Things are going to get very interesting a bit later this year when the 2012 Chevrolet Sonic subcompact sedan and five-door hatchback hit the market. 2011 Honda Fit and Ford Fiesta already own a good piece of the pie, but Chevy is counting on Sonic’s appeal to win over some of the competitors’ buyers – and then some.
But it’s not just a trio in this field of contenders. There’s new competition as well, in the 2012 Hyundai Accent, 2012 Kia Rio, and the U.S. version of Nissan Micra. Just what we like here at Family Car Guide – a good, healthy influx of fresh new products to keep things exciting for family small car consumers.
Debuting at the 2011 Detroit Auto Show, the 2012 Chevrolet Sonic is all about nifty design details, better interior room than Honda Fit, expected five-star government safety ratings (10 standard airbags, electronic stability control, traction control, and anti-lock brakes), shared Cruze powertrains, anticipated 40 mpg fuel economy, standard OnStar hardware with six months free turn-by-turn navigation, optional remote start, heated front seats, and more. Read more about Sonic’s Detroit debut in Marty Padgett’s story in The Car Connection.
Quick Sonic stats
Here’s what we know. Sonic will be available in four-door sedan and five-door hatchback models. Size-wise, Sonic sedan sits on a 99.4-inch wheelbase and is 173.1 inches long. The Sonic hatchback is 159 inches in length. Relative to its slightly larger sibling Chevrolet Cruze, Sonic is 2 inches narrower, 6 inches shorter in wheelbase, 11 inches shorter overall, and 500 pounds lighter.
The Sonic is expected to share the same powerplants as Cruze: 135-horsepower 1.8-liter four-cylinder engine (base) and optional 138-horsepower 1.4-liter turbocharged four-cylinder. Five-speed manual is standard in the base model, with five-speed automatic optional. A six-speed manual will go in the turbo.
Interior room is expected to be best-in-class – better than Fit – with 14 cubic feet of trunk storage in the Sonic sedan and 19 cubic feet of cargo space behind the rear seat, and more than 30 cubic feet with the rear seat folded down.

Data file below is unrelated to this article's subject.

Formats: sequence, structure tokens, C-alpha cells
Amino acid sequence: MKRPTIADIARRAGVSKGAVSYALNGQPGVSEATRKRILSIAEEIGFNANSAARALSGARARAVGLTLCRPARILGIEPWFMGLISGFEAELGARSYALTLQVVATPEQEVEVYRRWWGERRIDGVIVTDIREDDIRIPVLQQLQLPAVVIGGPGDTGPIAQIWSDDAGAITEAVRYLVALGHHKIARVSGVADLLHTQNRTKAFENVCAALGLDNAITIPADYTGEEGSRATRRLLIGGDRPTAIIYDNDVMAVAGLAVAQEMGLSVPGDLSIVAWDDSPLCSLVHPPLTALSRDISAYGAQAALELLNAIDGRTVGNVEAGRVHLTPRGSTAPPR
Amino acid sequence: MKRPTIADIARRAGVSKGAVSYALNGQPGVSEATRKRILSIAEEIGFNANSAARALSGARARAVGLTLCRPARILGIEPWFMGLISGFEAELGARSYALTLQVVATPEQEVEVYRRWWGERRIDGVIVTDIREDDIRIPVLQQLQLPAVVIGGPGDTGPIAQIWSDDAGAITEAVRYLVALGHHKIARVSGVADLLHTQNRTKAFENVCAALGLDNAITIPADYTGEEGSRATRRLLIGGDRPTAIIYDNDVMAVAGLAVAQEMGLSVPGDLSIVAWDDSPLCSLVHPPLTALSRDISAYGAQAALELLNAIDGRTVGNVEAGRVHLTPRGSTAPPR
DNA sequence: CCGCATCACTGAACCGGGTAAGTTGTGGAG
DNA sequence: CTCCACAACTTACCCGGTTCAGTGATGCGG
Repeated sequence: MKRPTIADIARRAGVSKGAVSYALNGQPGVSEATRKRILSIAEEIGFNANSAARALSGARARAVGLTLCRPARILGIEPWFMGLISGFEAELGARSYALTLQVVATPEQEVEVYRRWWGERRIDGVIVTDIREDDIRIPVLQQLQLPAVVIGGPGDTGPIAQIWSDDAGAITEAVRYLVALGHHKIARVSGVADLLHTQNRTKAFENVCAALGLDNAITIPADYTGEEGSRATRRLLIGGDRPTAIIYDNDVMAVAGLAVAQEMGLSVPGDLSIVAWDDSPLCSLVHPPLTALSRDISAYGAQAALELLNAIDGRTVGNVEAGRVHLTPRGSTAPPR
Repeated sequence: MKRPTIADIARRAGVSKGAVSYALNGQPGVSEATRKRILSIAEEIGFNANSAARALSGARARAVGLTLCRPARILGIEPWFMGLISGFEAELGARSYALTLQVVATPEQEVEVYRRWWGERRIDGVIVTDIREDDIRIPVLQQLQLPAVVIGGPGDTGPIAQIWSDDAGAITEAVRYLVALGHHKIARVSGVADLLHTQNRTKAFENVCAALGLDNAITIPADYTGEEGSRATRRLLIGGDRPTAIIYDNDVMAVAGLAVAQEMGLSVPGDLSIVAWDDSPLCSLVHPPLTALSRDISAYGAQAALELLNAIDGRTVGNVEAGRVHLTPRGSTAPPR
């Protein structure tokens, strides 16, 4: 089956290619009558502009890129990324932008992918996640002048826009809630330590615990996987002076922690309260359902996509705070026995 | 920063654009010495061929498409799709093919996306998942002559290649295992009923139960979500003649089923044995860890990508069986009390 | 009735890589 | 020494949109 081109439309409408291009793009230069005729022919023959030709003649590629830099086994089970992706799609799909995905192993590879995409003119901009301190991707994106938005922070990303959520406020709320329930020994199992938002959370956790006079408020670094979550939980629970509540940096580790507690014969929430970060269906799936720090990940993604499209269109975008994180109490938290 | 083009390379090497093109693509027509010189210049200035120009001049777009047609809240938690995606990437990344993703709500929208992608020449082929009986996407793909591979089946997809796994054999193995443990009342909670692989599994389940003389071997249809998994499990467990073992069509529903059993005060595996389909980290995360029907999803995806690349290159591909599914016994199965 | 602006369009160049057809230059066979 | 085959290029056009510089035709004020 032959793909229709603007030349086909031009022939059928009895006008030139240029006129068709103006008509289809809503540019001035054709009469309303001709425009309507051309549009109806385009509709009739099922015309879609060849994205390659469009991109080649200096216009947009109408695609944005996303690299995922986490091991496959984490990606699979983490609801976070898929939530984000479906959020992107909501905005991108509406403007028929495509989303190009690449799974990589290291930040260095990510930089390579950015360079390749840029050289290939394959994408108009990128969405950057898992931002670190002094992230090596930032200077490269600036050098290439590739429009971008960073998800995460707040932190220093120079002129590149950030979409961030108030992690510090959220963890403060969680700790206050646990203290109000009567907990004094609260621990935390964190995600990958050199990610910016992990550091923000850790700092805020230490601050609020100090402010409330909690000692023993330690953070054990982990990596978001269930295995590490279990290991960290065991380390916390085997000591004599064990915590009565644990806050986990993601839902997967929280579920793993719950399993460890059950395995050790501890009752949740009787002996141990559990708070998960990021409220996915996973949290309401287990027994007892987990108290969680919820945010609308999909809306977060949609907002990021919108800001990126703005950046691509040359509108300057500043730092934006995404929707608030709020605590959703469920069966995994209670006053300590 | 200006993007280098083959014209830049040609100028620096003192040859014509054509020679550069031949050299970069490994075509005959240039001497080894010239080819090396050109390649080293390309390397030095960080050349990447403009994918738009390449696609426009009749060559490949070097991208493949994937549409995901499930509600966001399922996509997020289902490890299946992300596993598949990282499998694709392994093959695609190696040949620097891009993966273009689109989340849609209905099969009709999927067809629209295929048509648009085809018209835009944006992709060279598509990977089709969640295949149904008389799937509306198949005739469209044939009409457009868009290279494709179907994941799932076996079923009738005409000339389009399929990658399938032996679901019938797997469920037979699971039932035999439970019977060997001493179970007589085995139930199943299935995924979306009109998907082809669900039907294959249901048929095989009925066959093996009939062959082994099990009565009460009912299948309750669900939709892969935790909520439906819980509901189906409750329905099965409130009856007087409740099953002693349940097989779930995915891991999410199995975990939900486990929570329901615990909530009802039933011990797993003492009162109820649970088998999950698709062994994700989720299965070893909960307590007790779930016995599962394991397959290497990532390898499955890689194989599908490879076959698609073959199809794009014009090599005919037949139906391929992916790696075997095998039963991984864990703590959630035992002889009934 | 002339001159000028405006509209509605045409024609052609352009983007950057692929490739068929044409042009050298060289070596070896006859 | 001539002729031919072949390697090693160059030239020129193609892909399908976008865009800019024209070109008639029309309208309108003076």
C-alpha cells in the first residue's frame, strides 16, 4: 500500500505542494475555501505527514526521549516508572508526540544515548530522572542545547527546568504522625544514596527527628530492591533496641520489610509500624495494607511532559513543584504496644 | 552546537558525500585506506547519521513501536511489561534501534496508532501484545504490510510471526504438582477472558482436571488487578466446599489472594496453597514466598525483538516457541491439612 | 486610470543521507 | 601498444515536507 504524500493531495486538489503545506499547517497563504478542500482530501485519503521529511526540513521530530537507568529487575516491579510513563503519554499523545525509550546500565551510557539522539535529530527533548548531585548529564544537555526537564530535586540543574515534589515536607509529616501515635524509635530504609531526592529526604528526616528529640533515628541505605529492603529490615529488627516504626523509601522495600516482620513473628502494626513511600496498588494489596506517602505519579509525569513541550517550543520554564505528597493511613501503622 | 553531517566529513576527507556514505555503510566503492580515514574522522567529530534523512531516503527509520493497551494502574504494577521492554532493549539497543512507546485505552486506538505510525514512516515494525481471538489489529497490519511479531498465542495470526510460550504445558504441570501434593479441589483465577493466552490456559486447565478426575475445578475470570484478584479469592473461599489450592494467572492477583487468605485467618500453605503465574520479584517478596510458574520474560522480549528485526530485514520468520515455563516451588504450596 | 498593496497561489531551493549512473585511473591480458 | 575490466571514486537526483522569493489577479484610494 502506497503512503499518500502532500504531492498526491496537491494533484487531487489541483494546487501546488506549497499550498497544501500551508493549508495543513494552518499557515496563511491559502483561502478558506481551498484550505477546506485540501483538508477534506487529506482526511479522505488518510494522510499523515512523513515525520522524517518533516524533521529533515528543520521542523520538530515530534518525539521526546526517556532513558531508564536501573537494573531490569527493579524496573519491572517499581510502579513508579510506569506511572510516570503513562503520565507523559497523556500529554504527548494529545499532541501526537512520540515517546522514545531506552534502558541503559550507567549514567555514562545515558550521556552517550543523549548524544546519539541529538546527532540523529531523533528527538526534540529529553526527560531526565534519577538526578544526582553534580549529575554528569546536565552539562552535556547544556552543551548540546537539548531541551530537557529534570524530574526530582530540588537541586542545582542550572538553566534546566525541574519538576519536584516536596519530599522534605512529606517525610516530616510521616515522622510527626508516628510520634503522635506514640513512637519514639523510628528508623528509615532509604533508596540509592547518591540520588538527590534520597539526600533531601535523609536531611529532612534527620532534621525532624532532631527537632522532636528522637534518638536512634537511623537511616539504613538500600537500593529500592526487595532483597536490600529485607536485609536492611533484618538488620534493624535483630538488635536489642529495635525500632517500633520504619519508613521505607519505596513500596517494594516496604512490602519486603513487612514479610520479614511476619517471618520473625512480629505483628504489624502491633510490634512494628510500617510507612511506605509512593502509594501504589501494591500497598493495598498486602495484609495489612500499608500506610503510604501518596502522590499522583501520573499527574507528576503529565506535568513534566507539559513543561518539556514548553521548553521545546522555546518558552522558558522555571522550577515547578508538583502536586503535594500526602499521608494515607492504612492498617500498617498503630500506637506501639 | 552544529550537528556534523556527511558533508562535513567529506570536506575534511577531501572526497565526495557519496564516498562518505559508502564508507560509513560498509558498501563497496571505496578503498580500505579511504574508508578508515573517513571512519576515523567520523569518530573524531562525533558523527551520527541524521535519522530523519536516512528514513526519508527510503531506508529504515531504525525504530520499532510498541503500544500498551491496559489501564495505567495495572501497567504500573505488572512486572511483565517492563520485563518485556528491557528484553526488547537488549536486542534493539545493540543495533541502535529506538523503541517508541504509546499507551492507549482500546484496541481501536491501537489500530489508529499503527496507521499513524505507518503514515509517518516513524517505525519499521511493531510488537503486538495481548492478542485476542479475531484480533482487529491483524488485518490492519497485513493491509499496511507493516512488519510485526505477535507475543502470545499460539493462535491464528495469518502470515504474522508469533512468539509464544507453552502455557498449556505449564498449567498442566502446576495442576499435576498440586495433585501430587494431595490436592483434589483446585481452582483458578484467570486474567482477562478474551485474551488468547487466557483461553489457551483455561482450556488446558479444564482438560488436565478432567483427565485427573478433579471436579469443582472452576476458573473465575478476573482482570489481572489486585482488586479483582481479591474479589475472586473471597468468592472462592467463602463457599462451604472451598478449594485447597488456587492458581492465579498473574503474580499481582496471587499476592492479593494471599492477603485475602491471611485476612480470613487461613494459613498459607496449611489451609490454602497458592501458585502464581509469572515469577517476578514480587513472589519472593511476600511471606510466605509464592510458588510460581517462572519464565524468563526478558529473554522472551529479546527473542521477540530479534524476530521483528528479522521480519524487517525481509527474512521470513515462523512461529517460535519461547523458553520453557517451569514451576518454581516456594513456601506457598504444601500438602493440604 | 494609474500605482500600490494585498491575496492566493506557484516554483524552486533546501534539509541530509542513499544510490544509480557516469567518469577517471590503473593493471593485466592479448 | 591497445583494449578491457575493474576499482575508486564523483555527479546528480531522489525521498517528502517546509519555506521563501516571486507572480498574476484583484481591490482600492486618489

2010 sales of competition
Gauging how the Chevy Sonic will fare against the competition is anyone’s guess. Expect some pretty intense marketing on the part of Chevrolet to amp up consumer interest in the new small car.
Media reports have mentioned the all-new 2011 Ford Fiesta’s disappointing sales – totaling 23,273 in 2010 – but it only takes a spike in gasoline prices to $4.00 or more ($5.00-plus in California) this summer to change that sales picture dramatically.
The Honda Fit, on the other hand, saw a decrease of 18.7 percent in 2010 sales of 54,354 (from year earlier sales numbers of 67,315).
The Sonic replaces the Chevy Aveo, which last year sold 48,623 units, up 26.2 percent from 2009 sales of 38,516.
Price needs to be right
There’s also the little matter of price to consider. The Ford Fiesta, which reviewers (including The Car Connection) have applauded as fun to drive, carries base prices of $13,210 to $17,120. The Honda Fit, similarly hailed as fun to drive, starts at $15,100 to $19,200. Both cars received a Consumer Guide Best Buy accolade for 2011.
As for Chevy Aveo, its price was certainly affordable, ranging from $11,965 to $15,365. If Chevy prices Sonic appropriately, the new subcompact’s entry into the marketplace could make for a small car showdown worth watching.
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